Businesses who want to reliably prevent the exfiltration of sensitive data and improve their ability to defend against modern cyberthreats can consider a Zero Trust architecture. Zero Trust, introduced by analyst firm Forrester Research, is an alternative architecture for IT security.
Conventional security models operate on the outdated assumption that everything on the inside of an organization’s network can be trusted, but given increased attack sophistication and insider threats, new security measures need to be taken to stop them from spreading once inside. Because traditional security models design to protect the perimeter, threats that get inside the network are left invisible, uninspected and free to morph and move wherever they choose to successfully extract sensitive, valuable business data.
Zero Trust, rooted in the principle of “never trust, always verify,” is designed to address lateral threat movement within the network by leveraging micro-segmentation and granular perimeters enforcement, based on user, data and location. Lateral movement defines different techniques that attackers use to move through a network in search of valuable assets and data. With traditional perimeter-based security, businesses can define sub-perimeters within their organization networks using a specific set of rules for each using context around user, application traffic direction, etc. These sub-perimeters are designed to identify the spread of an attack within an organization and stop the unrestricted lateral movement throughout the network. Remember, the point of infiltration of an attack is often not the target location, and thus the reason stopping lateral movement is so important. For example, if an attacker infiltrates an endpoint, they may still need to move laterally throughout the environment to reach the data center where the targeted content resides, or if credential phishing is successfully used, those credentials should be authenticated against the database to reach the location of the data an attacker is seeking to extract.
How you define movement or access is based on who the user is and the defined appropriate interaction. For example, in most organizations users in marketing would be allowed to access databases with marketing content, customer content, and Salesforce, but would not have access to financial files or data; users in finance can have access to financial-related databases, but not HR information; and so on. It’s critical to identify who the users are, which applications they are trying to reach, and if the action is considered an appropriate session. If these junctions, or inspection points, are not in place, you cannot identify the traffic to stop the movement.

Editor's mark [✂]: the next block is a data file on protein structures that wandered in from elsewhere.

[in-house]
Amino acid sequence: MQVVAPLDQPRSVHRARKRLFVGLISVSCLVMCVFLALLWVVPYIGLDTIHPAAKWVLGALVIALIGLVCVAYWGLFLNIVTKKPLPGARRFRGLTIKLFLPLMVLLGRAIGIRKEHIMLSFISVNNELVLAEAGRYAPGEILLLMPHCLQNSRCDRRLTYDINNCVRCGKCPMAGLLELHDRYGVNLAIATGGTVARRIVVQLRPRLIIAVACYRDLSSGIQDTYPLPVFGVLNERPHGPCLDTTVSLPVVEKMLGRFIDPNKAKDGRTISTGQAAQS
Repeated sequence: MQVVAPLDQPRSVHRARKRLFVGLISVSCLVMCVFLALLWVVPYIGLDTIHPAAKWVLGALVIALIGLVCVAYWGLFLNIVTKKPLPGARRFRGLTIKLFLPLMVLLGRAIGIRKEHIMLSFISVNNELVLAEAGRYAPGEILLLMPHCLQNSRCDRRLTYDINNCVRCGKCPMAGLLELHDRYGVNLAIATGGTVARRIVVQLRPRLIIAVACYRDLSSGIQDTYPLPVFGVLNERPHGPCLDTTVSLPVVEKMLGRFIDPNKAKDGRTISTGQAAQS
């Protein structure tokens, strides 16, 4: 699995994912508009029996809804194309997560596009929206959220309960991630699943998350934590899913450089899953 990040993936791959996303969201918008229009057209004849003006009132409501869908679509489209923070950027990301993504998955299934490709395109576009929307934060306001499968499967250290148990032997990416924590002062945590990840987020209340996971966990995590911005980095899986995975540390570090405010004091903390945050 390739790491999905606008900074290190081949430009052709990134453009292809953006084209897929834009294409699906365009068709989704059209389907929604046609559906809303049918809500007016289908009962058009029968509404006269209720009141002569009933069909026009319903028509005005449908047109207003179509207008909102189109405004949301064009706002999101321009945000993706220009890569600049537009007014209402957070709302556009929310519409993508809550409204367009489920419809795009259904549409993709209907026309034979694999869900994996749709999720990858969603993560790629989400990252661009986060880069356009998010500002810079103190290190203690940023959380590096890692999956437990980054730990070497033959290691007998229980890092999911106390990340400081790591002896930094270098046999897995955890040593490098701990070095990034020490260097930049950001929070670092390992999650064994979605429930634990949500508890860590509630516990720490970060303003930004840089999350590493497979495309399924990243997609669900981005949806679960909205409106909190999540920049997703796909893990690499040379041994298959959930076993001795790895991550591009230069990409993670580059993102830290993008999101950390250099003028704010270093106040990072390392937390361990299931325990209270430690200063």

Use Zero Trust to gain visibility and context for all traffic – across user, device, location and application – plus zoning capabilities for visibility into internal traffic. To gain traffic visibility and context, it needs to go through a next-generation firewall with decryption capabilities. The next-generation firewall enables micro-segmentation of perimeters, and acts as border control within your organization. While it’s necessary to secure the external perimeter border, it’s even more crucial to gain the visibility to verify traffic as it crosses between the different functions within the network. Adding two factor authentication and other verification methods will increase your ability to verify users correctly. Leverage a Zero Trust approach to identify your business processes, users, data, data flows, and associated risks, and set policy rules that can be updated automatically, based on associated risks, with every iteration.
To learn more about Zero Trust in the data center, view the “How to Enable Zero Trust Security for your Data Center” webinar, or read the whitepaper, “Getting Started with a Zero Trust Approach to Network Security”. “Five Steps to a Zero Trust Network”, a whitepaper from Forrester Research, is also available to help with implementation across the enterprise for businesses ready to take the next step.
You can also view the following pages on the Palo Alto Networks website for additional information:
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